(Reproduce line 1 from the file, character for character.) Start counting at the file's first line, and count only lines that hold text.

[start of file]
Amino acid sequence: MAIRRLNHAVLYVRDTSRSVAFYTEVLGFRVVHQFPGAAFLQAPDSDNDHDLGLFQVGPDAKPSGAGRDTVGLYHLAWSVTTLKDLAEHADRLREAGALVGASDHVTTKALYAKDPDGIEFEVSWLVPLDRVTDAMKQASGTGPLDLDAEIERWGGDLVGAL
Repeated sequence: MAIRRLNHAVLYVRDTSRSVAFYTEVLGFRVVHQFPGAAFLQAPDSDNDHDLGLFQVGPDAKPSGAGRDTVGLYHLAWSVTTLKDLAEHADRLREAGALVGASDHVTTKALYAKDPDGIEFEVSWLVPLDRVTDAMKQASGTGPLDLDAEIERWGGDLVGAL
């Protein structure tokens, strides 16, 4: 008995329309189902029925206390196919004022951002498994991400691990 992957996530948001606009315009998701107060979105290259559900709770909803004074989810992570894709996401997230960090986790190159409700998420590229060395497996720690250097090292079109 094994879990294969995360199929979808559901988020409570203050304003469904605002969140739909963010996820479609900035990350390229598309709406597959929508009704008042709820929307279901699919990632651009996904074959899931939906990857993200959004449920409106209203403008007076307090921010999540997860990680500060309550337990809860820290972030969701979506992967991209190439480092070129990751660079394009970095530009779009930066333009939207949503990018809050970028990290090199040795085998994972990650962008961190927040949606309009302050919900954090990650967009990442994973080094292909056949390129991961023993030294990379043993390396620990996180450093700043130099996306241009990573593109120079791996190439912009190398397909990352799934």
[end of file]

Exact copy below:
Amino acid sequence: MAIRRLNHAVLYVRDTSRSVAFYTEVLGFRVVHQFPGAAFLQAPDSDNDHDLGLFQVGPDAKPSGAGRDTVGLYHLAWSVTTLKDLAEHADRLREAGALVGASDHVTTKALYAKDPDGIEFEVSWLVPLDRVTDAMKQASGTGPLDLDAEIERWGGDLVGAL